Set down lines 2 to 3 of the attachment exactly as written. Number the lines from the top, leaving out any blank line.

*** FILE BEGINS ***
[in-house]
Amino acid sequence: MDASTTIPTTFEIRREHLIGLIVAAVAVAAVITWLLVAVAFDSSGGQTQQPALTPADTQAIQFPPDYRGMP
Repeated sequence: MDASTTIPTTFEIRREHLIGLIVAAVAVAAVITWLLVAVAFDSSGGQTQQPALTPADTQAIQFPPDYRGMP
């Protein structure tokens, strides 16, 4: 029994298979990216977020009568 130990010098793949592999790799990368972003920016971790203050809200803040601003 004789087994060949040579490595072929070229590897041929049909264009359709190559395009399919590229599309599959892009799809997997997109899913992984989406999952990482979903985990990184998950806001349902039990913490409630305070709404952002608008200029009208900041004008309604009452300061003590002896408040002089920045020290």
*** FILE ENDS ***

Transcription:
Amino acid sequence: MDASTTIPTTFEIRREHLIGLIVAAVAVAAVITWLLVAVAFDSSGGQTQQPALTPADTQAIQFPPDYRGMP
Repeated sequence: MDASTTIPTTFEIRREHLIGLIVAAVAVAAVITWLLVAVAFDSSGGQTQQPALTPADTQAIQFPPDYRGMP